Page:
Tyler Station was created with the intention of redeveloping the old Dixie Wax Paper plant into a neighborhood collaborative workplace for everyone. As new urbanists and preservationists, we saw a really good opportunity to connect a mix of commercial uses, a commuter rail station and a neighborhood together. That is why we are honored to be included in D Magazine’s June issue in a profile from Shelby Hartness.
Options Real Estate President Monte Anderson knew that he wanted to restore the historic Dixie Wax Paper building but even in 2015 when he began the journey, he didn’t envision a Tyler Station that would be 100% occupied with entrepreneurs, brewers, artists and more in its more than 110,000 square feet.
“I imagined a manufacturing facility with welders, carpenters, bookkeepers, advertising professionals, fitness centers, places to eat and drink and then the twist, 50 different companies.”
But if you’ve been to Tyler Station, you know that putting that many companies in one space has created an environment where people are able to bounce ideas off of each other and create a real community under the same roof.
“People at Tyler Station are encouraged to interact,” Hartness writes. “Retail shops on the first floor have walls of grid wire, which allow passersby and occupants to see one another and say hi. Much of the work was done by locals and tenants of the building..”
If you’re interested in learning more about Tyler Station in Oak Cliff, be sure to check out D Magazine’s article online or in its June issue available now. And if you want to check out Tyler Station and its dedication to the past and future of Dallas for yourself, it’s only a short DART Rail Red Line ride to the Tyler/Vernon Station.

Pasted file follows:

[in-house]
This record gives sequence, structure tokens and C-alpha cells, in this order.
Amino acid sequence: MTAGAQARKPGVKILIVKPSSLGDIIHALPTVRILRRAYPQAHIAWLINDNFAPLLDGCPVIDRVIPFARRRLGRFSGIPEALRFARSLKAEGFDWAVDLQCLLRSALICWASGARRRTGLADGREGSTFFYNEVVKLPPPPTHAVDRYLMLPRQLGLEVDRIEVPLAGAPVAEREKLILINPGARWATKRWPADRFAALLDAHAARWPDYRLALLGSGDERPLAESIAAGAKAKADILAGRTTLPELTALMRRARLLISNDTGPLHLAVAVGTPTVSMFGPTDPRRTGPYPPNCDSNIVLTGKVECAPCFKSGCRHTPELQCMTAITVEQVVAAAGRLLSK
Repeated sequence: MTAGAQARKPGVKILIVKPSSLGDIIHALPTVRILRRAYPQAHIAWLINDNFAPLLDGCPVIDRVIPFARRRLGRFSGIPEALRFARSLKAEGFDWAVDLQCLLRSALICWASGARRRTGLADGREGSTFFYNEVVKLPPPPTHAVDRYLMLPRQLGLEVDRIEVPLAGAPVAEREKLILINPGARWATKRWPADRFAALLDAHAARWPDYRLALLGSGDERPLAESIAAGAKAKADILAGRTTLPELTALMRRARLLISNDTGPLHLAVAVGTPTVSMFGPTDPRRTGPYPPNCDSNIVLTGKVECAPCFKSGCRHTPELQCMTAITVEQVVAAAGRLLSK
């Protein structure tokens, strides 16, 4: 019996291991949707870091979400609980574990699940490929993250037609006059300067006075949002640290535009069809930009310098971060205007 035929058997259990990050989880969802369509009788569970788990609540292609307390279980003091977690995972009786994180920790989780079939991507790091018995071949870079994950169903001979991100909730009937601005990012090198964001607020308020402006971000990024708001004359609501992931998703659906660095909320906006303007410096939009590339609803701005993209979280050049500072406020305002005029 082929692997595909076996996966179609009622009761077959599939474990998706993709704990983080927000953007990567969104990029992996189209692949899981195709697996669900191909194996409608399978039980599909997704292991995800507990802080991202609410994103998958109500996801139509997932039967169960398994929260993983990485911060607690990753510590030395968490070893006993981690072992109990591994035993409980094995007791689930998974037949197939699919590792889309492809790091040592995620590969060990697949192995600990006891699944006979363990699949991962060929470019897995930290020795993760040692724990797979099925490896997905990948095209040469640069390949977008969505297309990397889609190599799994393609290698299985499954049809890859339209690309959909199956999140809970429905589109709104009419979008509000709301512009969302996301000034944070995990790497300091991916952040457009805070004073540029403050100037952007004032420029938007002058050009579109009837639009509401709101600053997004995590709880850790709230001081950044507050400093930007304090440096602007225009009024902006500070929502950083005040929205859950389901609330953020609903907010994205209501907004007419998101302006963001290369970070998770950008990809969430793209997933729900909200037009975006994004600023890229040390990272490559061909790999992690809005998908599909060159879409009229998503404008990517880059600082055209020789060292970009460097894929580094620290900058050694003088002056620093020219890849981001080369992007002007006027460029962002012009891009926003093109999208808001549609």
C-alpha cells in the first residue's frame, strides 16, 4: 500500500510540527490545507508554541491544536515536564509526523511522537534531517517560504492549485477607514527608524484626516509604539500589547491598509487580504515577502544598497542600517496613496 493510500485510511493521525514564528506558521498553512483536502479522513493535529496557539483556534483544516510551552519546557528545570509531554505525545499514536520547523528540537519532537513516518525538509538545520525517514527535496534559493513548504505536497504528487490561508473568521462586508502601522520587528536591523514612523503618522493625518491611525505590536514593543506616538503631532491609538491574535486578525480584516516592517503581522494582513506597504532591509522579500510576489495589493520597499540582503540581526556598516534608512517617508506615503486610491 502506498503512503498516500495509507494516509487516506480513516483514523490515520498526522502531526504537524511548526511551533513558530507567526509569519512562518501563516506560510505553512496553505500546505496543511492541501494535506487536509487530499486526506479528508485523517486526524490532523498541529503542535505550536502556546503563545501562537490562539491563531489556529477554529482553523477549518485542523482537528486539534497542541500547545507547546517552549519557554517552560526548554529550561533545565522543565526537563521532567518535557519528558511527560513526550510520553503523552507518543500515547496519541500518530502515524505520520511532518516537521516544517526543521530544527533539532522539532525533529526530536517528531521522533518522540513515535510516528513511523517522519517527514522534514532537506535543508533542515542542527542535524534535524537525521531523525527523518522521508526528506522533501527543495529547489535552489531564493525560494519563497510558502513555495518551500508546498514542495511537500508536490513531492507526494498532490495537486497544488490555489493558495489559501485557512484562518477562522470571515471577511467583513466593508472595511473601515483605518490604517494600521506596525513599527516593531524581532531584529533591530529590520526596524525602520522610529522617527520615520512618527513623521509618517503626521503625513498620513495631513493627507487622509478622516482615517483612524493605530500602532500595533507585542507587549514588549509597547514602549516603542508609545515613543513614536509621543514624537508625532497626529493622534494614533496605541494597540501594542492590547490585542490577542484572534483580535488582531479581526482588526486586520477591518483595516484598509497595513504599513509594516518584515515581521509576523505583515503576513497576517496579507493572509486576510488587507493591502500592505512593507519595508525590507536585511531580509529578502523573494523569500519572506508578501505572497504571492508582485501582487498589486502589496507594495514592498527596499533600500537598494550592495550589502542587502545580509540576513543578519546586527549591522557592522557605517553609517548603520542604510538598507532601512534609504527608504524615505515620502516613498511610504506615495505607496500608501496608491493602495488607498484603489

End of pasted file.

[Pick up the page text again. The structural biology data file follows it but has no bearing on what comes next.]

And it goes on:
Come see us this weekend or during our monthly First Thursday event.
Incremental Development Alliance is planning to hold a Small Developers Bootcamp this year in Greensboro.
Jim Kumon has big ideas for small developments.
That’s the gospel he preaches as executive director of the Incremental Development Alliance, a Minnesota-based group that promotes what’s called “small-scale developments.”
Not familiar with the concept? I wasn’t either before meeting Kumon recently during his visit to Greensboro, a second trip to the city as he works to plan a Small Developer Bootcamp in the city later this year.
Through their group, Kumon and his partners promote a creative approach to smaller developments that mix retail, office and residential within existing residential areas of a city.
He’s not talking about tearing down a block of single-family homes to build a strip mall populated with a string of 2,000-square-foot storefronts and an expansive parking lot.
He’s not after the multi-million-dollar retail center populated with anchor tenants that require customers to drive there to shop.
Instead, he and his partners, John Anderson and Monte Anderson, help those seeking to enter the development field find project designs that can fit into a small scale and can often be financed through a conventional home mortgage.